Still, it’s interesting that this year, as Clark’s staff arranged year-end interviews with a string of reporters, I learned she wouldn’t be talking to me.

“I have the unfortunate duty to be the bearer of bad news,” Clark’s press secretary Stephen Smart informed me by email Thursday. “I’m very sorry but I’ve tried to make the schedule work this way, that way and the other and I am just not able to fit you in for a year-end interview tomorrow.”

“I completely fall on my sword here in that I should have pushed for a longer chunk of time for these,” wrote Smart, a former CBC reporter and press gallery colleague who went to work in Clark’s office in February. “I’d be happy to try and line you up with a senior minister instead if that might be helpful or something else in lieu of the premier. Just let me know if there is anything.”

While time with Mike de Jong, Rich Coleman or Coralee Oakes could be informative, it’s not the same as having time with Clark. We’ve seen so little of her at the legislature this fall because her government cancelled the scheduled sitting.

In a further email, Smart said “you are not the only one we can’t do.” But he failed to respond to questions about how many other reporters had been left out and what the grounds were for deciding who would and wouldn’t get a 15-minute slot with the premier this year.

And after checking with a dozen colleagues who work in the legislative press gallery, I can’t find anyone else who was left out (although several expressed sympathy).

Is it something in particular about me or The Tyee that’s aroused reluctance in the premier’s office this year? Something I said? Something I asked? Something they’re afraid I might ask?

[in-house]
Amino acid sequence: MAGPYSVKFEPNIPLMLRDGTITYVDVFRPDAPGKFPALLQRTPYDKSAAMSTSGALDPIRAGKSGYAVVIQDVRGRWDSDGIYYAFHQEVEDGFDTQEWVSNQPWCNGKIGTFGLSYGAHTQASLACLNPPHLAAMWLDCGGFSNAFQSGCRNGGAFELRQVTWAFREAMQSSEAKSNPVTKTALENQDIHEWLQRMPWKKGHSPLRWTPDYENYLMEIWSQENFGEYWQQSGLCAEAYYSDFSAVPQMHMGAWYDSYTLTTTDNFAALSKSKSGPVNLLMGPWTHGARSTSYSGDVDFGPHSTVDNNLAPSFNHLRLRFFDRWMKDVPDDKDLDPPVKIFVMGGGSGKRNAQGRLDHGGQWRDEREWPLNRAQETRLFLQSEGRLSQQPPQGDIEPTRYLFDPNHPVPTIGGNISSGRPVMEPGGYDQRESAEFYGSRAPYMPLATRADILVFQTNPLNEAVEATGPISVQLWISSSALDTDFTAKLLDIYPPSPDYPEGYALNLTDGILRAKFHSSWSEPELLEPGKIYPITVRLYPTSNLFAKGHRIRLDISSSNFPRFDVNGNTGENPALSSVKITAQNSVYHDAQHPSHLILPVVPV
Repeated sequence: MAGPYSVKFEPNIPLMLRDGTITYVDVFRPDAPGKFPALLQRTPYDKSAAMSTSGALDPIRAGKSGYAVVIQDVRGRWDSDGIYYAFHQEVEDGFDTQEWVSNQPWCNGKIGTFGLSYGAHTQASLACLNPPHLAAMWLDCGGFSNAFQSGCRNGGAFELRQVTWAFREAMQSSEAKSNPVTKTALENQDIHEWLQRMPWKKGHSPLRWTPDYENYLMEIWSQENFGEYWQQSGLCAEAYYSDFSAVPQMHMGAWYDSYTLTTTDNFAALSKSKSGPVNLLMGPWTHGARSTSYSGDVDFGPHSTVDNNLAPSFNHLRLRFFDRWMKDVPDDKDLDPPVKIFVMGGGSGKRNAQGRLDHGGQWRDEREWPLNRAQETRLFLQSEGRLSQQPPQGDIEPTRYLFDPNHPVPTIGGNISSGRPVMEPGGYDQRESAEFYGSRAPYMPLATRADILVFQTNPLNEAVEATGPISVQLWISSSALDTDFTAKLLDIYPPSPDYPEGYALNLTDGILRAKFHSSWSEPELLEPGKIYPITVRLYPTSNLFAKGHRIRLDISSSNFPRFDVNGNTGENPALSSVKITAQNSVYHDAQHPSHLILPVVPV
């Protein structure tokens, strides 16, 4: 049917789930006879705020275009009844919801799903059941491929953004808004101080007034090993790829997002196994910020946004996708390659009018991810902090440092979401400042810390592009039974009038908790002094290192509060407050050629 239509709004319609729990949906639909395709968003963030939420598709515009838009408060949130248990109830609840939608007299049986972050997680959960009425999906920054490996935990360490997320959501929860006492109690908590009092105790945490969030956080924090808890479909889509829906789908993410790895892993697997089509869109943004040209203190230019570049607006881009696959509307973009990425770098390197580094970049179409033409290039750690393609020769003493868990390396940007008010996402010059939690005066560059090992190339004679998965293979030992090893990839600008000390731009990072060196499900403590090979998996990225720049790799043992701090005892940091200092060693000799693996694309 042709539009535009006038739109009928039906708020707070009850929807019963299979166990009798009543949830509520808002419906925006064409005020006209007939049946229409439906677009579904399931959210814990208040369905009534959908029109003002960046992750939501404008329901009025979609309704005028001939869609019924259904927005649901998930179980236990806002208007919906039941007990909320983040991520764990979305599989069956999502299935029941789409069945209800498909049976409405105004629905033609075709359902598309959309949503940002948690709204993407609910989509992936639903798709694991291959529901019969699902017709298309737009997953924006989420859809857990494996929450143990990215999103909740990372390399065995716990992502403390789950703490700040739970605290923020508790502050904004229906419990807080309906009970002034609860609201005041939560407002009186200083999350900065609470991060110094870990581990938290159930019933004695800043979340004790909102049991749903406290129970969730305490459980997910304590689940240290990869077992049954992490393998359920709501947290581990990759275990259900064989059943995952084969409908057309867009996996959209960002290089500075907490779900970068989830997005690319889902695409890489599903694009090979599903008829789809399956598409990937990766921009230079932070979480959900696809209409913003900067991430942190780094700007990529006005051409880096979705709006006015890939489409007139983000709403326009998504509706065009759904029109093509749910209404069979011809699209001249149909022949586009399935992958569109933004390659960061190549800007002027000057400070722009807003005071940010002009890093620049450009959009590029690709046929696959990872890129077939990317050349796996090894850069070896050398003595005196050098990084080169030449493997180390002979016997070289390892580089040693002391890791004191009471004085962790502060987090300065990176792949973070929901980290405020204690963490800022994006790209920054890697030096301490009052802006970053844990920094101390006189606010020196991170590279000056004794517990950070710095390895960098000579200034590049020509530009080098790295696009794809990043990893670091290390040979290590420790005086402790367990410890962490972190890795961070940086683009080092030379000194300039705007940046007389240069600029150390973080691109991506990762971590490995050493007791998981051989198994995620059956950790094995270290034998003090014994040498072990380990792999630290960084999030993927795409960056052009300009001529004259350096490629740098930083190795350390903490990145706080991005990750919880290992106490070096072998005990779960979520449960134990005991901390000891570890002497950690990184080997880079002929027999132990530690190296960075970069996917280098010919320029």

Clark has sat down with me for year-end interviews in the past, and she survived them just fine.

In 2012, a few months before the 2013 election, topics we covered included inconsistencies in her anti-smoking policies and her failure to deliver on a promise to bring in a law prohibiting the cosmetic use of pesticides.

In hindsight though, the interview turned out to be most notable for Clark’s whopper. She told me then that her stipend from the BC Liberal Party was a “car allowance” so that she could drive to party events, without revealing the amount. But just this year we learned that Clark’s “car allowance” is for $50,000 annually, which would pay for quite the ride.

For last year’s interview we focused on the headwinds facing the liquefied natural gas industry and what that meant for delivering on her 2013 campaign promises of a debt-free B.C. I thought it was informative.

If I stepped over a line somewhere, that hasn’t been conveyed to me, though after last year’s interview, to which I wore jeans, Clark’s communications director Ben Chin, another CBC veteran, did ask me, “What, you couldn’t put a suit on for the premier?”

The last chance I got to ask Clark a question was at the Liberal Party convention in early November. There she explained to me why it was in the public interest for a big generic drug company to fund her party’s convention.

But we’re not the only outlet to ask Clark about the cash-for-access culture she oversees or tough other topics when given the chance.

Speaking of questions, here’s what I would have liked to ask Clark this year:

Why Clark would want to avoid answering questions like those is anyone’s guess. There’s nothing there she shouldn’t be able to address.

As for NDP leader John Horgan, he did sit down with The Tyee this year. You can read his thoughts on the economy and what he describes as Christy Clark’s avoidance of accountability here.  [Tyee]

Share this article

The Tyee is supported by readers like you

Join us and grow independent media in Canada

Facts matter. Get The Tyee's in-depth journalism delivered to your inbox for free

LATEST STORIES

The Barometer

Tyee Poll: Are You Preparing for the Next Climate Disaster?

Take this week's poll